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13/05/2009Surveying multinational tax policies

ORC Worldwide’s 2008 global survey reveals significant differences between North American and European multinationals' tax reimbursement policies.

ORC Worldwide’s 2008 Global Tax Policy Survey Report was ranked fourth in the Expatica HR 2007/2008 Top 5 Industry Survey Awards.  Two surveys by ORC Worldwide appeared in the top 5, both scoring well for methodology.

The Global Tax Policy Survey was expanded in 2008  to include questions for six nationalities.  Twelve general tax policy questions were asked for American, British, Canadian, French, German and Swiss expatriates, with additional questions specific to each home country.

The number of participants varied by nationality; a total of 175 multinationals provided data for at least one home country.  Participants were predominantly located in the Americas (78.3 percent), compared to 20 percent in Europe and the remaining 1.7 percent in Asia.  The average number of expatriates among participants was 635, the median was 60. The Electronics sector was the highest represented, with 12 percent of participants.

Some of the survey's key findings are as follows.

Tax reimbursement policy

The tax reimbursement policy followed by the majority of companies for company-source income, regardless of nationality, is full tax equalization with the company paying actual taxes, including year-end reconciliation of hypothetical tax deductions.  This is the predominant practice among North American multinationals (81.5%).  Sixty-four percent of European companies also follow this approach with 28.6 percent applying a tax equalization policy without the year-end reconciliation.

Tax reimbursement policy for non-company-source income varies significantly between North American and European multinationals.  Forty-four percent of North American companies tax equalize most non-company-source income, compared to 21.4 percent of European companies.  Close to one-third of North American companies take a laissez-faire approach, versus close to two-thirds of Europeans.

Income used for final year-end tax reconciliation varies by nationality. However, the use of company-source income only and company-source income plus all outside employee income predominates.  Income arising from stock option exercise is typically tax equalized on the full income amount, paid to the company upon exercise, with the balance paid upon year-end settlement.  Companies with Canadian expatriates are the least likely to take a laissez-faire approach; companies with French expatriates are the most likely.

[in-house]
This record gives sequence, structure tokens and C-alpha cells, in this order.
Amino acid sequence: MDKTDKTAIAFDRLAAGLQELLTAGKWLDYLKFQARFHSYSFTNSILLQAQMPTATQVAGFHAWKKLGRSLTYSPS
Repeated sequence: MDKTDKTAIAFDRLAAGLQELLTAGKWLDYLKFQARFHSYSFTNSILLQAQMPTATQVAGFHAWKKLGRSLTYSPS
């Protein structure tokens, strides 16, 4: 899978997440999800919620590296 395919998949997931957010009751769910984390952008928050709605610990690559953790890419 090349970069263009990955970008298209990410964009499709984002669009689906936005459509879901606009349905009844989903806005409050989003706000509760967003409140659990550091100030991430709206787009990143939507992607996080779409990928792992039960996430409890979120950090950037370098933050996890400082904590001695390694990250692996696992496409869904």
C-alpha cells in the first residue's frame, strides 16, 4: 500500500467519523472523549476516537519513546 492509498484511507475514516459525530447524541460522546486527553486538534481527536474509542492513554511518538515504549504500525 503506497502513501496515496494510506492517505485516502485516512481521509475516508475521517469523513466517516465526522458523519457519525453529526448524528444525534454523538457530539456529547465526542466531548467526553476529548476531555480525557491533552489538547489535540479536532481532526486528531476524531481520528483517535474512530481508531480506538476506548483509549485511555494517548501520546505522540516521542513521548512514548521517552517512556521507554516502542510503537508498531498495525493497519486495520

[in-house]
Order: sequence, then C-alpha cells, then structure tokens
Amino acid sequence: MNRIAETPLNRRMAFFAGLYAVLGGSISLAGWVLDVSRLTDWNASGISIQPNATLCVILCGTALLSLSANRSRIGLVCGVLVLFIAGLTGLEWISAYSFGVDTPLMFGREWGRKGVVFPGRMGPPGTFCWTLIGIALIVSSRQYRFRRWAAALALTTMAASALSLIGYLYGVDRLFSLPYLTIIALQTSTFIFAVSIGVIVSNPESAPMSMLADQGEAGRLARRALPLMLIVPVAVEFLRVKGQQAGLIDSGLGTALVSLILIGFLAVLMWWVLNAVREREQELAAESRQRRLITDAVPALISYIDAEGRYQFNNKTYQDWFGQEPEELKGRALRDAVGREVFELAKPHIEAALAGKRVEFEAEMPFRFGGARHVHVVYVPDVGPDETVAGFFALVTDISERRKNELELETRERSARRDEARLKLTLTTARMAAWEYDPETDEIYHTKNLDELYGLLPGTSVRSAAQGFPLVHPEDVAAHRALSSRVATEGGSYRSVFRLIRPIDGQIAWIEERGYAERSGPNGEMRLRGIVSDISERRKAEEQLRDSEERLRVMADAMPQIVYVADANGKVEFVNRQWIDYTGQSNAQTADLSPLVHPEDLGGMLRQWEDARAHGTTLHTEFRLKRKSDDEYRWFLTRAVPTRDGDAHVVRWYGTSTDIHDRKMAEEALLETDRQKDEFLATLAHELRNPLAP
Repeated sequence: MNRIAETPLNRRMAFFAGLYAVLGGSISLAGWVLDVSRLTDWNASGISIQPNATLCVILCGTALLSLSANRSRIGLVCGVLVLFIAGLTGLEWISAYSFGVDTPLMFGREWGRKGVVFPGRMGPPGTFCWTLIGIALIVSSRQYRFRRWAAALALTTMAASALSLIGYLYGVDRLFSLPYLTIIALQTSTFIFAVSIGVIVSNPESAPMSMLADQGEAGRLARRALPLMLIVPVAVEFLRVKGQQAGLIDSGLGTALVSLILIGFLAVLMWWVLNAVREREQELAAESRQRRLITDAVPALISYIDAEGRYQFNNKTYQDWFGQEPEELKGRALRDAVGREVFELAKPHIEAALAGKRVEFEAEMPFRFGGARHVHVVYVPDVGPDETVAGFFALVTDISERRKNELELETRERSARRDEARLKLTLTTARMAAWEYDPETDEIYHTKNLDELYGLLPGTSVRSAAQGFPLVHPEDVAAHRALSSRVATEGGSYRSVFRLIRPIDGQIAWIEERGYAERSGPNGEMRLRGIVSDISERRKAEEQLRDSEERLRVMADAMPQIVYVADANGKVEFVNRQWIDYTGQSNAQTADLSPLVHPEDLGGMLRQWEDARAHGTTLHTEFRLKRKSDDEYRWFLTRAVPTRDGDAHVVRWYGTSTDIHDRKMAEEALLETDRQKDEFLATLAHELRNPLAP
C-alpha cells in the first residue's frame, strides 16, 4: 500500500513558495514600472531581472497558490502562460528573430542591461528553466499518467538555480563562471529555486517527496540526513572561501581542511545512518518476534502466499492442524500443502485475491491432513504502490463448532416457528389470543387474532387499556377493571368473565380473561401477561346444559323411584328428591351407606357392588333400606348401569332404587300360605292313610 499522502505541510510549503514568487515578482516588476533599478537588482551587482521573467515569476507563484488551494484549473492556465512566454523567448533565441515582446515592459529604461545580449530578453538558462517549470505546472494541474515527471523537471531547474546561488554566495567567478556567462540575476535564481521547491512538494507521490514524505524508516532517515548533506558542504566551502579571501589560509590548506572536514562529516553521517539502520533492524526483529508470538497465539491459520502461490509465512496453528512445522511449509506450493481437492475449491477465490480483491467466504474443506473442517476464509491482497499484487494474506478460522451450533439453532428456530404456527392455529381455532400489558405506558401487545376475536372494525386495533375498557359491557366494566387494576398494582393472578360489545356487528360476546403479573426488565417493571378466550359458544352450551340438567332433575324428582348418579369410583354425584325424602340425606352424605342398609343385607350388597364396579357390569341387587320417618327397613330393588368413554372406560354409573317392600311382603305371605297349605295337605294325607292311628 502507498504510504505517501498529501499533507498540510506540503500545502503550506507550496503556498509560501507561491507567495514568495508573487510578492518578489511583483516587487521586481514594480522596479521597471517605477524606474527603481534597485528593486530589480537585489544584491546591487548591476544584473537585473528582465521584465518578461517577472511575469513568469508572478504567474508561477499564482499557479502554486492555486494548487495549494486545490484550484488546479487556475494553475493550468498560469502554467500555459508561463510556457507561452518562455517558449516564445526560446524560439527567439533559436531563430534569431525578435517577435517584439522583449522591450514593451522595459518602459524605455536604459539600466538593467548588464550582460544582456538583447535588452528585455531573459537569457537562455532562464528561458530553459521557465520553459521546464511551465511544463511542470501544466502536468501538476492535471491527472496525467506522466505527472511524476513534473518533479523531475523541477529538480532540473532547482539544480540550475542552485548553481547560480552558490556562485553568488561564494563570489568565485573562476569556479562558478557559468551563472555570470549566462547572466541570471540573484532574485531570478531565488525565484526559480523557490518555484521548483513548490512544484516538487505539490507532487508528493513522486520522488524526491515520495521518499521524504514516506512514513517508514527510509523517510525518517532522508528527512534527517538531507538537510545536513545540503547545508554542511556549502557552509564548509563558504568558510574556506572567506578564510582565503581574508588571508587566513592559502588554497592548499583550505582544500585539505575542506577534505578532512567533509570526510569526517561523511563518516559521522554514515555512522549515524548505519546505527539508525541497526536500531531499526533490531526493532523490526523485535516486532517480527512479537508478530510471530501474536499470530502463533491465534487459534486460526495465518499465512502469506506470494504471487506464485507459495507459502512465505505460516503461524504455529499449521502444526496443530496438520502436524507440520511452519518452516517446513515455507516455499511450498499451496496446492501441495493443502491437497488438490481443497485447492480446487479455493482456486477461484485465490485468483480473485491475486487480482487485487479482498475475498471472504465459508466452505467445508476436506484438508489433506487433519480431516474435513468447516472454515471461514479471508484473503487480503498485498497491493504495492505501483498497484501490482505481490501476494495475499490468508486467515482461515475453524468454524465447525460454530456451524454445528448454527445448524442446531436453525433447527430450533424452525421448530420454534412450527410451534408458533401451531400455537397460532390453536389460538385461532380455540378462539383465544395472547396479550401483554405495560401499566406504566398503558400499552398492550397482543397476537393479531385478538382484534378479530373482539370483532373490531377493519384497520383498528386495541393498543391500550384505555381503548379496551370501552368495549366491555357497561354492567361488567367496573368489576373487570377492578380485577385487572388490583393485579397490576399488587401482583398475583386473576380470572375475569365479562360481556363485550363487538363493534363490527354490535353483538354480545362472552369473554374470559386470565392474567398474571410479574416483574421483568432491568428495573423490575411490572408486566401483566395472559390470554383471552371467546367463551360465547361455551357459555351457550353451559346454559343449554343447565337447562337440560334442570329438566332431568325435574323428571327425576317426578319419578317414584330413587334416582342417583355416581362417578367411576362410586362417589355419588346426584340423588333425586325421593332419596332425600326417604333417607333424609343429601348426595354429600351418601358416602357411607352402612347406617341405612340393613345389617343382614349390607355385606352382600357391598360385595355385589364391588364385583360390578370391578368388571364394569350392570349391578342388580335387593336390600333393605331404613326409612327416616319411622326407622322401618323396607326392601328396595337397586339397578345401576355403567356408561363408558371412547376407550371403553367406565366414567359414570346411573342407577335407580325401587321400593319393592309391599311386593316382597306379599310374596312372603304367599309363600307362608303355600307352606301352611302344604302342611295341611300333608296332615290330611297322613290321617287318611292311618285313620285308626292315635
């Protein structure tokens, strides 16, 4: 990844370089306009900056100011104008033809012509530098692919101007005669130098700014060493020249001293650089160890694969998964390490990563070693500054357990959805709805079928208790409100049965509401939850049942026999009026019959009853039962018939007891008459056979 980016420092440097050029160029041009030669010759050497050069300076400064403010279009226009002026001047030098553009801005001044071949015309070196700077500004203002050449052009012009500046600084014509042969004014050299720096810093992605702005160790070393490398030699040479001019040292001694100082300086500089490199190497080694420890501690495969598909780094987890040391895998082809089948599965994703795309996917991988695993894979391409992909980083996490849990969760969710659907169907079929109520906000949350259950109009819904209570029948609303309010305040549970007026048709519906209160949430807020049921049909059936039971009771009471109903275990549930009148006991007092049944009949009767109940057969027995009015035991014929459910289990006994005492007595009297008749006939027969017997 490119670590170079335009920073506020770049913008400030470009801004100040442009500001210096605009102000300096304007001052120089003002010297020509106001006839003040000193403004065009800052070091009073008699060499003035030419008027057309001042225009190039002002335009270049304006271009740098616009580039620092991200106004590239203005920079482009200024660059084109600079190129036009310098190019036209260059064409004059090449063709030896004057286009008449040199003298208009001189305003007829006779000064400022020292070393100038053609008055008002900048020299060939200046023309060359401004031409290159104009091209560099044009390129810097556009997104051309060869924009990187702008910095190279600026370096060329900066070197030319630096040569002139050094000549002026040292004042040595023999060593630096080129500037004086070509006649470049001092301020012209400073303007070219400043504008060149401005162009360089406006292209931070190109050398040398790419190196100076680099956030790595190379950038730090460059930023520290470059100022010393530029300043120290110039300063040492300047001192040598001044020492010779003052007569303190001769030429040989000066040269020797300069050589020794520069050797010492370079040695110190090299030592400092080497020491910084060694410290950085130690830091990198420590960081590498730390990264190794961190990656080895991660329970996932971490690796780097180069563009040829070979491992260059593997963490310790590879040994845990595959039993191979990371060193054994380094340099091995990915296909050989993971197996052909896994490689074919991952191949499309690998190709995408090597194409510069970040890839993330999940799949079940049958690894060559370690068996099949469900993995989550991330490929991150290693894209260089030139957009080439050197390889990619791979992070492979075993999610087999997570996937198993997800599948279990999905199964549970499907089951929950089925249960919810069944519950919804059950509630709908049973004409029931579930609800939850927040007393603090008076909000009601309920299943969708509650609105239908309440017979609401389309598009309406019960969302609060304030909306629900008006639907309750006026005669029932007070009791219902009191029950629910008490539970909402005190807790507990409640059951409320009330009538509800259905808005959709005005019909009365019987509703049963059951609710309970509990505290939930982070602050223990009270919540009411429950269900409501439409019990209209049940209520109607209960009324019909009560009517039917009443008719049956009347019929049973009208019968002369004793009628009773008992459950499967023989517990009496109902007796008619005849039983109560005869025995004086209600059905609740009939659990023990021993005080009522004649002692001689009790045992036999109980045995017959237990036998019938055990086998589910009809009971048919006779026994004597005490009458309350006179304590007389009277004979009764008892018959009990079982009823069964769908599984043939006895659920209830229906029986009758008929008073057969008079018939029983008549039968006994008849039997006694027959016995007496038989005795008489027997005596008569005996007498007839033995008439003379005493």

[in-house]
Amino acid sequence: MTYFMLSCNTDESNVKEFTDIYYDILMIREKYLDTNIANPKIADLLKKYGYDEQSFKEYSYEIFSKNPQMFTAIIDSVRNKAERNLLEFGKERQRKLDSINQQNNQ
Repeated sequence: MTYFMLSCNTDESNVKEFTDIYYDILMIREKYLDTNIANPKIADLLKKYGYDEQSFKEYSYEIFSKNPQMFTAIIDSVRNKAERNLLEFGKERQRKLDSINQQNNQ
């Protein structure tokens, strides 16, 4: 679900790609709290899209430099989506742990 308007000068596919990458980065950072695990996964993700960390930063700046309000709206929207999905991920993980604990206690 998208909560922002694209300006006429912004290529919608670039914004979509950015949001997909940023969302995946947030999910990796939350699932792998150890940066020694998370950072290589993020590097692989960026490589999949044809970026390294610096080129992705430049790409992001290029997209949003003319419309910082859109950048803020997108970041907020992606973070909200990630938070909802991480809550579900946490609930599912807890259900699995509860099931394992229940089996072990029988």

There is a fairly even split among companies that deduct and do not deduct a hypothetical social security contribution.

Close to one-third of companies are considering reviewing or changing their current tax policy.

Hypothetical tax

Almost all participating companies deduct a hypothetical tax, with hypothetical tax data provided primarily by accounting firms.  Only company-source income is used to establish the estimated hypothetical tax by the majority of companies for all nationalities, with the employee’s annualised or projected tax bracket predominantly used as the basis for calculation.   Base salary and, in most cases, actual bonuses are included as income items in the hypothetical tax calculation.  Close to half of participants will also include stock options in the calculation.

Items most frequently subject to hypothetical tax include bonuses, incentive compensation and employer-issued stock options. Items typically not subject to hypothetical tax include most expatriate-related allowances such as goods and services, housing, hardship, relocation, education and transportation.

Tax reimbursement method

For all nationalities, the majority of companies use the gross-up method of tax reimbursement. Participants are more likely to use the one-year rollover method for Swiss expatriates than for other nationalities.

For companies using the gross-up method, marginal tax rates are typically used for expatriate compensation elements paid to the expatriate after repatriation, with the exception of German, French and Swiss expatriates where the majority use statutory tax rates. Companies with American expatriates typically handle this on the expatriate’s tax returns.

Tax preparation and assistance

Most companies provide a pre-assignment tax briefing to familiarise expatriates with the company’s tax policy, most often conducted by outside tax preparers or consultants. Personal tax or financial counseling is not provided by most participants. When it is, the predominant area covered is general tax or financial planning, regardless of job level.

Tax preparation assistance is primarily provided as needed after repatriation. Deloitte & Touche is used most frequently for the preparation of expatriate tax returns followed by Ernst & Young, PricewaterhouseCoopers and KPMG.

 


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